Last year, the meme-stock craze brought small investors pouring into the market, but companies are still struggling to connect with those smaller shareholders 12 months later, reports an article in The Wall Street Journal. The surge in stocks a year ago boosted trading volume up to $2.45 trillion in U.S. stock exchanges, and retail ownership increased to an average of 18.5% by the end of last year. But despite new apps and tools that analyze data about those investors, companies are still finding it more difficult to communicate with them than institutional investors.
Retail investors are getting smarter, and widening the types of investments they’re making, the article continues. Many companies are making concerted efforts to reach out to their smaller investors, through one-on-one conversations, being available for direct communication, and allaying fears over volatility in the market. Cinedigm Corp., which used to be majority-owned by a Chinese private-equity firm, was discovered by retail shareholders who now own more than 4% of their 170 million shares. That shift led to an adjustment in their communication strategy; they now strive to interact with those investors on a more frequent basis and are working with an outside investor-relations firm.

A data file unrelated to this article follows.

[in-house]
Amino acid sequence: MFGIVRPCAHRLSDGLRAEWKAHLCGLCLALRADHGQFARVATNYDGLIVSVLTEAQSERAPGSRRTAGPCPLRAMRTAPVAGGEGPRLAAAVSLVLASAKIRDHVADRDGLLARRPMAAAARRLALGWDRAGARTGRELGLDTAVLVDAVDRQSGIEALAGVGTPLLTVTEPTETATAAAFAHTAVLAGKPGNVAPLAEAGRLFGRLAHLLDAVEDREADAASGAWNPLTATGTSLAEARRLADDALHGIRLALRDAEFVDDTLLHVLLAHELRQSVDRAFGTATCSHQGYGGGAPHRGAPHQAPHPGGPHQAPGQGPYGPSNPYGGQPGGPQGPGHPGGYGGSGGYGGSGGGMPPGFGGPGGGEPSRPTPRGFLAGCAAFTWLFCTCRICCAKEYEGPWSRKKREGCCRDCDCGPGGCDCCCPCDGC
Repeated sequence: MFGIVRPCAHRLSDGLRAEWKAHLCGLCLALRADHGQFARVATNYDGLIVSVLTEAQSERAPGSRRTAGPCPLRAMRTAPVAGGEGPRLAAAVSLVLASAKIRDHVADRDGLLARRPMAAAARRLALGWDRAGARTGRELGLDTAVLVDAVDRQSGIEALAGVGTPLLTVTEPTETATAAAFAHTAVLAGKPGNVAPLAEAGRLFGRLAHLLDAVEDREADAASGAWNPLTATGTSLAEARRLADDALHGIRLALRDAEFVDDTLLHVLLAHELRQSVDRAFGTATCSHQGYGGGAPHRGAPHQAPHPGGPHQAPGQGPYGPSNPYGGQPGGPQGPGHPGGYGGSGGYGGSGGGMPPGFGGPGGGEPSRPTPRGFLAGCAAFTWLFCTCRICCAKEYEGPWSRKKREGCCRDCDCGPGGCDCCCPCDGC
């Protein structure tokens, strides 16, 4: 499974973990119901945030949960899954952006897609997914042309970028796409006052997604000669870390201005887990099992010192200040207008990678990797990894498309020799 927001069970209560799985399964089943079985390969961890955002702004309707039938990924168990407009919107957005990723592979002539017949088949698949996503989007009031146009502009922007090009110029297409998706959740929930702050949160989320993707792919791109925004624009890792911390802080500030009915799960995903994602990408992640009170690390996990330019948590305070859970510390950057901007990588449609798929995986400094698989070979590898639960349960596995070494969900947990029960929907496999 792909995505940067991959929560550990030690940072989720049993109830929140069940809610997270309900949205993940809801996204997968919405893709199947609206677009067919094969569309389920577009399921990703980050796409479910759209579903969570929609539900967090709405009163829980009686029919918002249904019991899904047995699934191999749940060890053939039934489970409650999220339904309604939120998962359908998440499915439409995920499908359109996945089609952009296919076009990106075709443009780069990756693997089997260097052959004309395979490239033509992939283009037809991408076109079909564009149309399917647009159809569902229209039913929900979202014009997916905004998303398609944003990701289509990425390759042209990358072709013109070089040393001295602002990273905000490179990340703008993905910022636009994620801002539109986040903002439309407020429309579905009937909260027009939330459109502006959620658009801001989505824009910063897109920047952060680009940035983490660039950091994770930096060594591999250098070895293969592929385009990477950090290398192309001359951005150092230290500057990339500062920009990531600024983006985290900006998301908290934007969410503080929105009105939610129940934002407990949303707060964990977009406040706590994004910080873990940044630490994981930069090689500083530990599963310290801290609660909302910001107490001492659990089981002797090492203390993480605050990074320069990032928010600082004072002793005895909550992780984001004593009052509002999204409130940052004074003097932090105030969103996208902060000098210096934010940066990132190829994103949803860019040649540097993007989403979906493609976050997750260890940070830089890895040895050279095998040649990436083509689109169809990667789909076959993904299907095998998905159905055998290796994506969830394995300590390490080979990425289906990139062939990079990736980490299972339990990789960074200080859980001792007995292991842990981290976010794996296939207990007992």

Some companies prefer to speak to investors over the phone, in order to avoid having their email communications copied and pasted on social media. It can be a challenge to discover what their investors’ preferred communication tool is, the article maintains. Additionally, companies are utilizing data-tracking tools to single out individual shareholders and gather information about them. They’re also experimenting with posting videos and other communications on social media, but whether these posts result in higher trading volumes or share prices is unknown. Basically, it’s still a mystery what’s working to reach small investors and what’s not.
One-on-one communication is expensive, and many investor-relations experts are advising against spending too much energy on them, especially if the investor holds less than 100 shares. Some companies are instead holding special events for individual investors to grow their retail shareholder base, targeting wealthy individuals, while others are working with influencers to find more retail investors through social media. Companies with consumer-facing products are finding it easier to attract shareholders, pulling from their customer base, with a popular approach being giving a discount every time they buy.
Some companies are even venturing into the world of TikTok to reach investors. And as 2022 progresses, businesses are going to continue to throw things at the wall and see what sticks, the article concludes.